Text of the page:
Before concluding that Florida's ban on same-sex marriage violates the Due Process and Equal Protection clauses of the United States Constitution, Judge Hinkle demonstrates how insufficient are the state's proffered justifications for the ban.
He particularly singles out for scorn the argument that marriage should be reserved for opposite-sex couples because same-sex couples cannot procreate. "[D]efending the ban on same-sex marriage on the ground that the capacity to procreate is the essence of marriage," Judge Hinkle writes, "is the kind of position that, in another context, might support a finding of pretext. It is the kind of argument that, in another context, might be 'accompanied by a suspicion of mendacity.'"
He adds, "The undeniable truth is that the Florida ban on same-sex marriage stems entirely, or almost entirely, from moral disapproval of the practice."
Since Supreme Court rulings have definitively established that moral disapproval, standing alone, cannot justify a violation of the the Fourteenth Amendment, Judge Hinkle says, "the defendants must fall back on make-weight arguments that do not withstand analysis."
In a moving conclusion that circles back to his opening analogy between interracial marriage and same-sex marriage, Judge Hinkle writes: "The institution of marriage survived when bans on interracial marriage were struck down, and the institution will survive when bans on same-sex marriage are struck down. Liberty, tolerance, and respect are not zero-sum concepts. Those who enter opposite-sex marriages are harmed not at all when others, including these plaintiffs, are given the liberty to choose their own life partners and are shown the respect that comes with formal marriage. Tolerating views with which one disagrees is a hallmark of civilized society."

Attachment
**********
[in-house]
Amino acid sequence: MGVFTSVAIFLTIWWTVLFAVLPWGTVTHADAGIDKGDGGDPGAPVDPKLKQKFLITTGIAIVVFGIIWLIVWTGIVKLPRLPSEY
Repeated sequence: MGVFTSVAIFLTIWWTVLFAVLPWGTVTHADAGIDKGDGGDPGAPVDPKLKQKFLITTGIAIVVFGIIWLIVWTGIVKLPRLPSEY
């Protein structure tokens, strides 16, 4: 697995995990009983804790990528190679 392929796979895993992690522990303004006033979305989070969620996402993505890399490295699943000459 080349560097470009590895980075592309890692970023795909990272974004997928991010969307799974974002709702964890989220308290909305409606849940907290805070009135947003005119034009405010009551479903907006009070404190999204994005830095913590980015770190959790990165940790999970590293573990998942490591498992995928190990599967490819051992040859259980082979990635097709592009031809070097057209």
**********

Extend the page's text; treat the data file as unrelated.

Following recent practice, Judge Hinkle issued an injunction against enforcement of Florida's marriage ban and then stayed the injunction pending further review by appellate courts.
However, he made an exception to the stay in regard to Arline Goldberg, one of the plaintiffs. Ms. Goldberg married Carol Goldwasser, her partner of 47 years in New York in 2011. When Ms. Goldwasser died in March 2014, the state of Florida refused to record on her death certificate that she was survived by her spouse Ms. Goldberg. Instead, the death certificate says untruthfully and cruelly that Ms. Goldwasser was never married and has no surviving spouse.
In addition to insulting the couple, Florida's refusal to recognize their marriage means that Ms. Goldberg has been unable to obtain social security survivor benefits.
Judge Hinkle ordered Florida to correct Ms. Goldwasser's death certificate. He wrote, "The correction is important to Ms. Goldberg. There is little if any public interest on the other side of the scale. There is no good reason to further deny Ms. Goldberg the simple human dignity of being listed on her spouse's death certificate. Indeed, the state's refusal to let that happen is a poignant illustration of the controversy that brings us here."
Judge Hinkle's decision may be found here.